It’s more like getting a personal letter from a friend than a marketing message from a business.
7. Direct Mail is Tangible
Imagine this. You receive a coupon in the mail for $10 off your next meal at your favorite local pub.
If you’re like me, you set the coupon on your refrigerator for future use.
Then, you pretty much forget about it. For the next few weeks, the coupon sits in your kitchen with other unused direct-mail offers.
But one night, your buddy calls and wants to watch the big game at a restaurant. As you’re trying to decide where to go, you remember, “Oh! I have a coupon for our favorite pub.”
And at that moment, the coupon decides for you.
Even though the coupon is for just $10.
You could do the same thing with a haircut business.
Or an ecommerce store. No brick-and-mortar location needed.
Since direct mail is tangible, it sticks around. It clutters physical space.
Email is easy to forget about because it’s just a number on a screen.
As a general rule of thumb, about two percent of online advertisements garner our attention each day. In other words, only about 100 out of every 5,000 ad exposures have any meaningful impact on consumers.
If your direct mail piece has a special offer, most people will save it for future use, and then they won’t be able to forget about it.
8. Direct Mail Gets Undivided Attention
A certain fear accompanies direct mail.
What do I mean?
When you open the mailbox and pull out a small stack of letters, you won’t throw away any of the mail without glancing at it first.
You don’t immediately know which piece of mail requires your attention and which one you’re uninterested in. There is a fear that you might miss out on something important.
Because of that, you don’t want to throw mail away without taking a peek at it first.
When you receive an email, you probably have at least four (or forty) other tabs open on your computer. There are a bunch of notifications dinging on your phone and laptop.
The average American consumer is exposed to thousands of advertisements per day. In fact, it’s not unusual for the average consumer to see more than three hundred advertisements, of various sorts, within the first hour of waking up.
But when you receive a piece of direct mail, you’re at home, after work, with some extra time to view each letter.
Direct mail naturally gets more attention because there are fewer distractions when people see it.
9. Direct Mail Increases Brand Awareness
As I’ve shown you, direct mail is tangible, meaning it has the potential to stick around for a long time in someone’s house.
For this reason, consistent mailing increases awareness of your brand.
Only 46% of American adults over the age of 65 use Facebook. And while that number is on the rise, that still means over half of older adults can’t be targeted on the larges social media platform in the world.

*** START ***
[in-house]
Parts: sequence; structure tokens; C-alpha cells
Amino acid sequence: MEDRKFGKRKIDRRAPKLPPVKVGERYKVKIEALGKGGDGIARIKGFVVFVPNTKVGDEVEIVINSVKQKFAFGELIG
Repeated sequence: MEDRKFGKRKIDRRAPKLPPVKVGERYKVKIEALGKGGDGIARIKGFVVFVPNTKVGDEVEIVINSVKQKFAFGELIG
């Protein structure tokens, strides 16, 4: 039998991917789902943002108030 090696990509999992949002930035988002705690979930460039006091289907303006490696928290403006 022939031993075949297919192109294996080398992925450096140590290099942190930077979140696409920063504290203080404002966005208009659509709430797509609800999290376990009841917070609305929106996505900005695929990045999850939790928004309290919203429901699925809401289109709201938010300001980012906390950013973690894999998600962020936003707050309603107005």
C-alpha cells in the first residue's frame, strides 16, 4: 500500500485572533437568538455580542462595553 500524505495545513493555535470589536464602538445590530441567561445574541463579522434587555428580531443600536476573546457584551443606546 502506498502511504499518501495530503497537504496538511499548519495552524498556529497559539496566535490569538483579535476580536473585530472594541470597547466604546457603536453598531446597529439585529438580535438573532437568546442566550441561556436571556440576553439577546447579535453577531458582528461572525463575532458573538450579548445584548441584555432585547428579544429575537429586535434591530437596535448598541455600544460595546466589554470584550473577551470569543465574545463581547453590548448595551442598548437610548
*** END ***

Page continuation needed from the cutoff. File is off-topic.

Conversely, direct mail reaches everyone, the young, and the old alike. Everyone checks the mail, and because of that, your postcards and coupons can turn just about anyone into a customer.
11. Direct Mail is Creative
When it comes to direct mail and creativity, the sky’s the limit.
Because direct mail is a physical product, sending stuff that stands out is just a matter of having fun with it.
This example from ADT is a bit controversial in its execution. But it’s a great example of creative direct-mail marketing in action.
Here’s how it works.
A letter-sized card slides under the door to the house of the receiver. But the letter is carefully engineered to pop-up into a box once it’s under the door.
On the box, it reads, “Breaking into your apartment is easier than you think.”
When someone sees it, they might immediately think, “What the… Did someone break into my house?!”
ADT highlighted a problem in action. What’s a good solution? Get an ADT security system.
On the less controversial side of things, a gym in Brazil struggled with members quitting because they didn’t see immediate results from their workouts.
As a reminder that getting results takes consistent time in the gym, they sent out calendars to their members that illustrated the gradual progress they’d see if they stuck with the program.
Coming up with flashy ideas is not easy. If you’re not naturally creative, then talk with someone who is.
If a security-system brand and a gym can come up with interesting direct-mail pieces, the chances are that you can too.
It might just take a little extra thought.
12. Direct Mail is Multi-Sensory
With digital marketing, it’s impossible to hit all of the senses and difficult to hit more than two.
The five senses are touch, hearing, sight, taste, and smell.
At most, a digital campaign can only focus on sight and hearing. By making a digital ad interactive, some smart marketers can appeal to someone’s sense of touch. But even that experience is not the same.
By making a digital ad interactive, some smart marketers can appeal to someone’s sense of touch. But even that experience is not the same.
Everyone experiences the world through their senses. Direct mail can take advantage of all 5 of them.
George Patterson Y&R Melbourne sent out a cardboard box with two knobs on it and a baggy of electronic components. It included everything necessary to build an FM radio.
Everything, except for one thing: instructions.
The mail piece went out to college engineering students.
When they put together the radio, an ad played, offering the student a fast track to an exciting military career.
Talk about multi-sensory. This cardboard radio took advantage of three senses, and some might argue 4 with the smell of cardboard.